Eschew obfuscation. It was everywhere in the 1960s: desktop paperweights, wall plaques and nearly every college dorm-room poster in some form or fashion. If it’s an unknown phrase today, then the word “unequivocal” should clarify its meaning. Or avoid Orwellian “double-speak.”

In short, tell the truth. Do not obfuscate or equivocate or double-talk. Say what you mean and mean what you say.

The Republican Party has mastered obfuscation. They have for years promoted the false economic theory that cutting taxes for the wealthy, increasing spending and growing the deficit is good for the American people. Spend money that we do not have. Don’t worry. It’ll all work out. Believe us. We’ve got this theory, you see.

It’s just like in my personal finances around that kitchen table Republicans are always talking about. When I run low on income, I put more and more on my credit cards. Why? Because using my credit will increase my monthly paycheck. Right?

If Congress will only cut taxes and increase spending on military and infrastructure and a border wall, then Americans will take that tax cut and invest it in new resources. So, for example, if I get a tax cut of $500, I will immediately call my investment adviser and ask for help in how to make a balanced investment of my tax savings. And, of course, whatever one’s tax saving is — $100, $200 and so on — all taxpayers will line up to see their investment advisers in order to make America great again.

This scenario is obfuscation in its purest form. To add to it, Congress also wants to cut corporate income taxes. And since corporations are basically individuals, we know they will also invest their tax savings for the good of America. And corporate investors, including share holders, will gladly refuse any tax cuts as dividends in order for the corporation to invest in itself.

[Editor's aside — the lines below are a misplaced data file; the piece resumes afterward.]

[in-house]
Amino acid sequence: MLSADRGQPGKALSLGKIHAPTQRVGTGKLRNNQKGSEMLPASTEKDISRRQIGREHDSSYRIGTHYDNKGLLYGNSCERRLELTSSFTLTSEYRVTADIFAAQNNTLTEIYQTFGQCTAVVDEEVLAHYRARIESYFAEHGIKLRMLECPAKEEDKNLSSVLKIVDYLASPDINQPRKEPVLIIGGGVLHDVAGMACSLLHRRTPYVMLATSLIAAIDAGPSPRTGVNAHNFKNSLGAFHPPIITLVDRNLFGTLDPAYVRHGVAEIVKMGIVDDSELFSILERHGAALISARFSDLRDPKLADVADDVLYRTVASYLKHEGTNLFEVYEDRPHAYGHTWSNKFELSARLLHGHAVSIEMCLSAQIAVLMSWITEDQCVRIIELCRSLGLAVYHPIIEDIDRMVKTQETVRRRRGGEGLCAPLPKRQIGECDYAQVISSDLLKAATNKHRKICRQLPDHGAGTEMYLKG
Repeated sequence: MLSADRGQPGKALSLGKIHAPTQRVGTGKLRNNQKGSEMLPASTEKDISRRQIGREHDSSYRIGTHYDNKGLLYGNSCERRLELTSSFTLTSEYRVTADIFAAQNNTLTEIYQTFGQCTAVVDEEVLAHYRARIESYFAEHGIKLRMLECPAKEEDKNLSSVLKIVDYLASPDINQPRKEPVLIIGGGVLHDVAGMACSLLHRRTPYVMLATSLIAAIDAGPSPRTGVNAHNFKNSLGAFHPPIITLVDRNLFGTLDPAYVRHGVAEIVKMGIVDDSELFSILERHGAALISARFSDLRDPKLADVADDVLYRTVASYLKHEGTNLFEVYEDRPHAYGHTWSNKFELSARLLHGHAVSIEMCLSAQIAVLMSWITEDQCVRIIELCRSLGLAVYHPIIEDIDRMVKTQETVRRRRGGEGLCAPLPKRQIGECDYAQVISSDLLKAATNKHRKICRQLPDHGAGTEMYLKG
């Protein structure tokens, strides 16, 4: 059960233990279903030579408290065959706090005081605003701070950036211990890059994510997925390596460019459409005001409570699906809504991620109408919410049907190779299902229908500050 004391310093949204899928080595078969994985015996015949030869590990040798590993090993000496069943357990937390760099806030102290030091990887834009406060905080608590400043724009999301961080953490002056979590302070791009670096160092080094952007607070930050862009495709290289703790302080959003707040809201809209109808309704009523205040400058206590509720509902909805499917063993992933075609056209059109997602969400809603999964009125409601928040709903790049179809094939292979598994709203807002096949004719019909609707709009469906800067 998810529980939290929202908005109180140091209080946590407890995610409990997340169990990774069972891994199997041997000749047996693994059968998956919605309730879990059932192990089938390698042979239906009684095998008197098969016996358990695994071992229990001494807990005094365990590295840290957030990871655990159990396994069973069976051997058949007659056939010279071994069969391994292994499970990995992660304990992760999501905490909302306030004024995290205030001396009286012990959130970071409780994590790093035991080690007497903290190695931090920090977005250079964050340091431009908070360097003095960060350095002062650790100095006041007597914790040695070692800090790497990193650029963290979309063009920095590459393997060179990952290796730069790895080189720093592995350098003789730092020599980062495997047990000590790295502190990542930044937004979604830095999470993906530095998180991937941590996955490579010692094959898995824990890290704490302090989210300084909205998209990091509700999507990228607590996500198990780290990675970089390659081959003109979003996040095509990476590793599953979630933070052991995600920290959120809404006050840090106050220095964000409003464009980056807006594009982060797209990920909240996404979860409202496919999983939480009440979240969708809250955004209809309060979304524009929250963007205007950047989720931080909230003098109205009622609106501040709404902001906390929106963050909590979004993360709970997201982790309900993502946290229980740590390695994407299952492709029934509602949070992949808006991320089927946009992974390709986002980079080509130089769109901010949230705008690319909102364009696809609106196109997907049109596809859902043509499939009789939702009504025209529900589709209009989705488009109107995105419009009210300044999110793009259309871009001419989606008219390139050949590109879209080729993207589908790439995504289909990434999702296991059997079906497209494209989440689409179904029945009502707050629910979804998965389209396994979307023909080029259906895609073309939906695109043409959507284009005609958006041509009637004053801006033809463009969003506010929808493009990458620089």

If all this rambling sounds confusing, welcome to obfuscation.

For years, the Better Business Bureau and Greater Waco Chamber of Commerce have warned consumers that if it sounds too good to be true, then it probably is too good to be true. Sadly, the Republican Party all the way back to Ronald Reagan has peddled this false idea into the American consciousness. Increase deficits (at least under Republicans): double, triple, whatever. It’s good for all Americans.

However, it’s important to note, few economists support so-called “supply-side economics” as a valid economic theory.

All my life growing up I was taught, as were many others, that I do not buy things for which I cannot pay. If I cannot pay for it, then I do without. The only exception is for necessities such as housing and transportation. But even here, I do not get more than I need or borrow more than I can repay.

In this season of good cheer, the message of Republican lawmakers, now quietly hammering out little differences between House and Senate tax-cut bills to the approval of our president, is spend, worry not. Put it all on your credit cards. Get whatever you want. And in January when the bills come due, you will be rich. There will be plenty of money to pay all the bills. And you will still be rich 10 or 15 years from now. Or perhaps not.

Meanwhile, let’s learn the meaning of the other word in the phrase — “eschew.” It worked well in the 1960s. Maybe it will work again.

Hal Ritter is a retired minister, counselor and educator. He taught at Truett Theological Seminary and the Department of Educational Psychology at Baylor University.